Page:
The city council of the largest city in the state of Utah is scrambling to get their game together—their golf game, that is. Public courses in Salt Lake City are in trouble, with debt and deferral causing headaches for the government, prompting them to come up with solutions fast, and their solutions are to shut ‘em down. But one golf course, nine-hole Nibley near 2700 S. 700 East, has been saved. Not by the bell, but by its deed, as a real estate attorney could explain.
When the Nibley family gave the land to the city in 1922, their own real estate attorney in Salt Lake was full of foresight, writing up the contract so that the land must be used only as a golf course or returned to the Nibley family. So while the Salt Lake City Council is busy slashing golf courses off the list, Nibley won’t be one of them, though Wingpointe and Glendale or Jordan River Par 3 might not be so fortunate.
For golf lovers in the valley, it is bad news. The city’s courses have run up a debt of about $1.5 million in operations and “has more than $20 million in deferred maintenance.” The greens should be self-sustaining, with fees for play and cart rentals supporting the courses, because “by city ordinance, it cannot be supported by taxpayers and the general fund.” And lagging behind a sound fiscal operating plan, the golf enterprise in Salt Lake has come under intense scrutiny by not only the City Council, but Mayor Ralph Becker himself, who “said if the council did not find a solution, he would.”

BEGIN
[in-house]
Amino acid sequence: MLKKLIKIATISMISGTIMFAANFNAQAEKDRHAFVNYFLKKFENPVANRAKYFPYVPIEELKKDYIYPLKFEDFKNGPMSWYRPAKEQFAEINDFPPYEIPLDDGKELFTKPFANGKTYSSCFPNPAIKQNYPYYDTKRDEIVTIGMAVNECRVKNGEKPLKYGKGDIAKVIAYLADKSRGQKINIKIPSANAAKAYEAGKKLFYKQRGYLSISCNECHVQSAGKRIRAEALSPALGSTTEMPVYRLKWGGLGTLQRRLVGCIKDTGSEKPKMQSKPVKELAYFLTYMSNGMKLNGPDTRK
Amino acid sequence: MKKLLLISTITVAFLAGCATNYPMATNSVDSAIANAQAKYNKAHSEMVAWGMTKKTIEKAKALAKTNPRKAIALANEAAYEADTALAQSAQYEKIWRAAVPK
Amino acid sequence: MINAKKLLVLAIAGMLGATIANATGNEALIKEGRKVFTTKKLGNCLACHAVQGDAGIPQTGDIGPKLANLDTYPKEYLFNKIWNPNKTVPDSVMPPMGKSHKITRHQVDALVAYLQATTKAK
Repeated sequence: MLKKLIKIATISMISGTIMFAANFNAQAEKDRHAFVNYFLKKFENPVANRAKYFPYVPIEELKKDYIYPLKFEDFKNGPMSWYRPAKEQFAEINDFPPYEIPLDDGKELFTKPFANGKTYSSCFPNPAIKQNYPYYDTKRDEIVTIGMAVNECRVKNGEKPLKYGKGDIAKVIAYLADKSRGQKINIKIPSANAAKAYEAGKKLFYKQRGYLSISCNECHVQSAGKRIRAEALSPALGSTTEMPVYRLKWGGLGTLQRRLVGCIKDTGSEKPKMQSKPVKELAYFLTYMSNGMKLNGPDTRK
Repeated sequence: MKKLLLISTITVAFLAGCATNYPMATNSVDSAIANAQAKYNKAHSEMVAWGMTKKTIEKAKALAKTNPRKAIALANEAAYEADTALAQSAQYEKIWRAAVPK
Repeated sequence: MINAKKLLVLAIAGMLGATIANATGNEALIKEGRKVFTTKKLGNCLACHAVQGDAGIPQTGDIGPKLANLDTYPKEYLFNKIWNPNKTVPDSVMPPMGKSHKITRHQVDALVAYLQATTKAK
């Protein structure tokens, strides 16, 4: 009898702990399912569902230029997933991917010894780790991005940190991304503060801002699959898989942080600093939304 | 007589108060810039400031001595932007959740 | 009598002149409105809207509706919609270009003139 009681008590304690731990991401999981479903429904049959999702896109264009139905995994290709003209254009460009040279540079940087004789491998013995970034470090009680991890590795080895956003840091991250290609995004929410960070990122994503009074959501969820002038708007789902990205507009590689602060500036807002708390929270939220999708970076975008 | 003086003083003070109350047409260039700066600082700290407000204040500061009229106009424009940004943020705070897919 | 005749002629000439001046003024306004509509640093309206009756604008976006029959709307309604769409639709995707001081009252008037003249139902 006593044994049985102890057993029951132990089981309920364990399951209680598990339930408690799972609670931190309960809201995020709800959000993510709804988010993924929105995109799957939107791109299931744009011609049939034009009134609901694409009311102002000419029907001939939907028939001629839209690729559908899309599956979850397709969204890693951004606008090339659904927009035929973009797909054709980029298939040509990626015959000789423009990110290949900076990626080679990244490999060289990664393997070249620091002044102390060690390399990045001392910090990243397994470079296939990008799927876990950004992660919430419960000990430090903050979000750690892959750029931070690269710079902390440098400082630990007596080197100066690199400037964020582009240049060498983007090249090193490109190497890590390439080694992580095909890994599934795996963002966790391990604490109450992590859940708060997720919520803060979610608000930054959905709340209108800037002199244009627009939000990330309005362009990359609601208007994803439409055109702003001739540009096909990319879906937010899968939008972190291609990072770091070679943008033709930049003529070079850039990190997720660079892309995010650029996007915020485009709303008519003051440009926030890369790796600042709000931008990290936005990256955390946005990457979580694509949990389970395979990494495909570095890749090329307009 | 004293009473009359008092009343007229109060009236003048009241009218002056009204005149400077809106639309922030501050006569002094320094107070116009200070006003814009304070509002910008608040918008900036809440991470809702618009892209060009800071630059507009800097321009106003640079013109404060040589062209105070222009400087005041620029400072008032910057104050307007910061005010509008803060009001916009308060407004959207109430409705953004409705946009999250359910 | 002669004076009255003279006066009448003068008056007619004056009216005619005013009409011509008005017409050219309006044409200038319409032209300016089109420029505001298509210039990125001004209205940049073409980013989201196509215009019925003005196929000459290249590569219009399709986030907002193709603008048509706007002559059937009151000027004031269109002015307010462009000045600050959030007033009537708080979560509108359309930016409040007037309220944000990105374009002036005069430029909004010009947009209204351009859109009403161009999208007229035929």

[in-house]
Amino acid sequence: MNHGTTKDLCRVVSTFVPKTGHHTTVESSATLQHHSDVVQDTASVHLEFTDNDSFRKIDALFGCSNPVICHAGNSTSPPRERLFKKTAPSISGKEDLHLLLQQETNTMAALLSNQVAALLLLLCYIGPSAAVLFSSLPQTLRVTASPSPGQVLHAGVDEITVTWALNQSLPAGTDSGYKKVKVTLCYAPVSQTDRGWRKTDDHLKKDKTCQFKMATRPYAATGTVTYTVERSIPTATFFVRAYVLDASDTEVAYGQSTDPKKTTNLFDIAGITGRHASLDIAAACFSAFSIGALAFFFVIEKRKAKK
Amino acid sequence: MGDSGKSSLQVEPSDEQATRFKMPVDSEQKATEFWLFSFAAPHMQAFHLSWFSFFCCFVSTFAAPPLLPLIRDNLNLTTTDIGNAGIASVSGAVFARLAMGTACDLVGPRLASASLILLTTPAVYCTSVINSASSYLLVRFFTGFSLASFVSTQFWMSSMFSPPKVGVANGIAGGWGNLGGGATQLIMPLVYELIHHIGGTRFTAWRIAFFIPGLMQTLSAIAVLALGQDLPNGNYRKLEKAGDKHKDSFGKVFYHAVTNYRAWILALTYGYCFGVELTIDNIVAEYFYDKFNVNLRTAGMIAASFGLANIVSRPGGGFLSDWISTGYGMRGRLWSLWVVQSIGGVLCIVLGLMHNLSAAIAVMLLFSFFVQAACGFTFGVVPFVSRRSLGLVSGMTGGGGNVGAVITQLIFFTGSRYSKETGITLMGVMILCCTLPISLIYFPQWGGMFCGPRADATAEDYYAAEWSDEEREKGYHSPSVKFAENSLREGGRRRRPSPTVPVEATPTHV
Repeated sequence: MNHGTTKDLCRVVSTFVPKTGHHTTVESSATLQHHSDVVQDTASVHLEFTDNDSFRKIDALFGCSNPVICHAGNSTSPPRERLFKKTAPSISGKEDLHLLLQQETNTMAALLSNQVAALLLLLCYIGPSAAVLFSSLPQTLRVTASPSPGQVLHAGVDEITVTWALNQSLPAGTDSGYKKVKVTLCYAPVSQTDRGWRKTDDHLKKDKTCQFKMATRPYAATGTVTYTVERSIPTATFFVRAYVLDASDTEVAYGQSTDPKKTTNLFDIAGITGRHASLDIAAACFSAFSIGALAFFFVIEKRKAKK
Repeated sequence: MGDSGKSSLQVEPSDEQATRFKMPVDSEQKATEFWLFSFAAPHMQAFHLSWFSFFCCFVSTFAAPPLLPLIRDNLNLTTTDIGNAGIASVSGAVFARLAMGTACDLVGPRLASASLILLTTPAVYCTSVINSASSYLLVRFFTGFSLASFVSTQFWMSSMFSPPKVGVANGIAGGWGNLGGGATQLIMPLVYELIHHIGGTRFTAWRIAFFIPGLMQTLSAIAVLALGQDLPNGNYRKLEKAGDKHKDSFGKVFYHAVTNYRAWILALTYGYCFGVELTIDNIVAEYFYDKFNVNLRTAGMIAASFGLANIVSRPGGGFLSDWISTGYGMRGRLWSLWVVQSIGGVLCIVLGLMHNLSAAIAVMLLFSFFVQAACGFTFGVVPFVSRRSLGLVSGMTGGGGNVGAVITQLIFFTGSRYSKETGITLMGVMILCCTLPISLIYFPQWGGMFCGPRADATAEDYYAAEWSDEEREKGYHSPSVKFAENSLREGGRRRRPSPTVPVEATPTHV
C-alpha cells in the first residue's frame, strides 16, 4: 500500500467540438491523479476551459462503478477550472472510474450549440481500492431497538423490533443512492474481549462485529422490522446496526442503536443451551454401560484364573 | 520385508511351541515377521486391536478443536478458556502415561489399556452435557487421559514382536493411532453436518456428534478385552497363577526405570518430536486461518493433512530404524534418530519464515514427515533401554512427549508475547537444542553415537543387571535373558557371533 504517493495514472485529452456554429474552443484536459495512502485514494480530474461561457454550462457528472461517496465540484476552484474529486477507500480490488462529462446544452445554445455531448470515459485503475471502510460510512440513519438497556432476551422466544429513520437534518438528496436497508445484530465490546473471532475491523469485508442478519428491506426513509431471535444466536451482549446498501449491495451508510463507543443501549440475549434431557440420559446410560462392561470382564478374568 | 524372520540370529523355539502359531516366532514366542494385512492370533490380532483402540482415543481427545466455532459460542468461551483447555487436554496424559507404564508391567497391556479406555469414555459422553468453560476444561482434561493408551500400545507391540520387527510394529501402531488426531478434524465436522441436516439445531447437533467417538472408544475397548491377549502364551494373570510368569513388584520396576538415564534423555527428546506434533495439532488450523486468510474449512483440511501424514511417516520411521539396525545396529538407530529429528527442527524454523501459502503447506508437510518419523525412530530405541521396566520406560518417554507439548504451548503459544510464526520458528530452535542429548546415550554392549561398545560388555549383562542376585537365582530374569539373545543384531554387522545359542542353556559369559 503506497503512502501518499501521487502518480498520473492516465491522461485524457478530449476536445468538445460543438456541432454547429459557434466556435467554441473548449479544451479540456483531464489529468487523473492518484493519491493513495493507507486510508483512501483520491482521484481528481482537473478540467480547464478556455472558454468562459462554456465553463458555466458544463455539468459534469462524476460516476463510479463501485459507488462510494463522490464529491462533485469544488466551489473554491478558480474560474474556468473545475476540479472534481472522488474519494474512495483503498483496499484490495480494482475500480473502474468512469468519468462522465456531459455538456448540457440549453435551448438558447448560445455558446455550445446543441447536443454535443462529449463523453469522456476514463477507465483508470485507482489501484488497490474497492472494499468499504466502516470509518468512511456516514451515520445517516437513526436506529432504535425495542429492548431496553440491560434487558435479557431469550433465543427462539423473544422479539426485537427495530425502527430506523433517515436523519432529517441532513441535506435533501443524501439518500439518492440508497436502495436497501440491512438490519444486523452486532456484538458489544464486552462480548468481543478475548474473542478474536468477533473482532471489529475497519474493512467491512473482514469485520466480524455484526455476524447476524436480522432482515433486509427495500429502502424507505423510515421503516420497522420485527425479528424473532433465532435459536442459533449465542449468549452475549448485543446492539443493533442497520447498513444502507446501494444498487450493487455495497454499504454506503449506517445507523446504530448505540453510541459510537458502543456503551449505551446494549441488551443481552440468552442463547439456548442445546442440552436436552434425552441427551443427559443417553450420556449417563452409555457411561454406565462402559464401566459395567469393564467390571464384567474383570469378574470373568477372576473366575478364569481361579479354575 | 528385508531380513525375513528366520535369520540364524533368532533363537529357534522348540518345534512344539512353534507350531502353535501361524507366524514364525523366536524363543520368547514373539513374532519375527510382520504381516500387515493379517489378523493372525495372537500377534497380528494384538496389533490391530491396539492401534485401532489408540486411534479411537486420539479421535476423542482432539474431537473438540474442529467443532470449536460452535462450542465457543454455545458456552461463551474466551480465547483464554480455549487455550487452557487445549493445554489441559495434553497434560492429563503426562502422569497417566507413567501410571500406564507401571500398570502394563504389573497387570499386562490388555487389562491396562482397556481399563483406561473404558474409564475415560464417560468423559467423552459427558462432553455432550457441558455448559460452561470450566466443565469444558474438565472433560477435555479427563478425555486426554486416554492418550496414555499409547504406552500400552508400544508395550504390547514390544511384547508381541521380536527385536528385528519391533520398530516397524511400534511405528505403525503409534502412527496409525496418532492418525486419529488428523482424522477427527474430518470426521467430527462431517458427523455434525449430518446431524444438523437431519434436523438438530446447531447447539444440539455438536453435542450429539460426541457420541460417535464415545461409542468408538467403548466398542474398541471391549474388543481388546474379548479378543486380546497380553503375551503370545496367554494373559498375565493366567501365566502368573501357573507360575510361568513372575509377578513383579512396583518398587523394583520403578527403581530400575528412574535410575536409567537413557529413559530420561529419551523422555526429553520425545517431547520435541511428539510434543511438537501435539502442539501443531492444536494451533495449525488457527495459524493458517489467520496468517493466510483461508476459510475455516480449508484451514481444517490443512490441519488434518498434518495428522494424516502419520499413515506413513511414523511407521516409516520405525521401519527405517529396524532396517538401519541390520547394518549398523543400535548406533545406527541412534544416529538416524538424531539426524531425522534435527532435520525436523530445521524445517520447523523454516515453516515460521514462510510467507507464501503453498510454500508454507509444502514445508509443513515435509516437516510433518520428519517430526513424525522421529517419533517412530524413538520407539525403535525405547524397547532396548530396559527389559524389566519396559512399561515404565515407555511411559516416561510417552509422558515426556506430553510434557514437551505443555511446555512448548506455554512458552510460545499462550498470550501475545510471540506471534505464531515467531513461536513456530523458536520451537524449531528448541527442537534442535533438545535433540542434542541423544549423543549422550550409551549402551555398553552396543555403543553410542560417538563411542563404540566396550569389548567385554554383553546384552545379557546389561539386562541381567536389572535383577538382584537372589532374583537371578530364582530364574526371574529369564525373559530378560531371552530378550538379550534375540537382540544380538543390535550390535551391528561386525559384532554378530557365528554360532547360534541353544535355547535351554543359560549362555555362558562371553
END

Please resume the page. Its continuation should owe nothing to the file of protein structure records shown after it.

A real estate attorney in Salt Lake knows that Glendale and Wingpointe, as well as Jordan Par 3 are not so lucky as Nibley to be protected by their deeds, and they may indeed see closure. Wingpointe would be “given to Salt Lake City International Airport” and Glendale “transformed for other recreational needs.” Jordan Par 3, meanwhile, would be designated simply as “open space” that needs far less maintenance than an entire golf course.
Tee Spjute or any other real estate attorney in Utah knows that the City Council was up against a dead-end in targeting Nibley. But the Council remained hopeful for months, soliciting advice from “consultants, a citizens advisory committee, and…proposals from Westminster College students and business students from the University of Utah.” But try as they might, transforming Nibley was a no-go. Even though they were “briefed on more than one occasion that the Nibley links could not be transformed for other uses because of the deed restrictions,” it took an attorney reiterating “the legal reality” regarding the deed for the council to give up on the plan.
The budget for the upcoming fiscal year hasn’t been completed, but “the administration is optimistic that discarding Wingpointe and closing Glendale and the Jordan River Par 3 could be enough to get the golf system back on an even keel,” to the disappointment of fans of the three courses.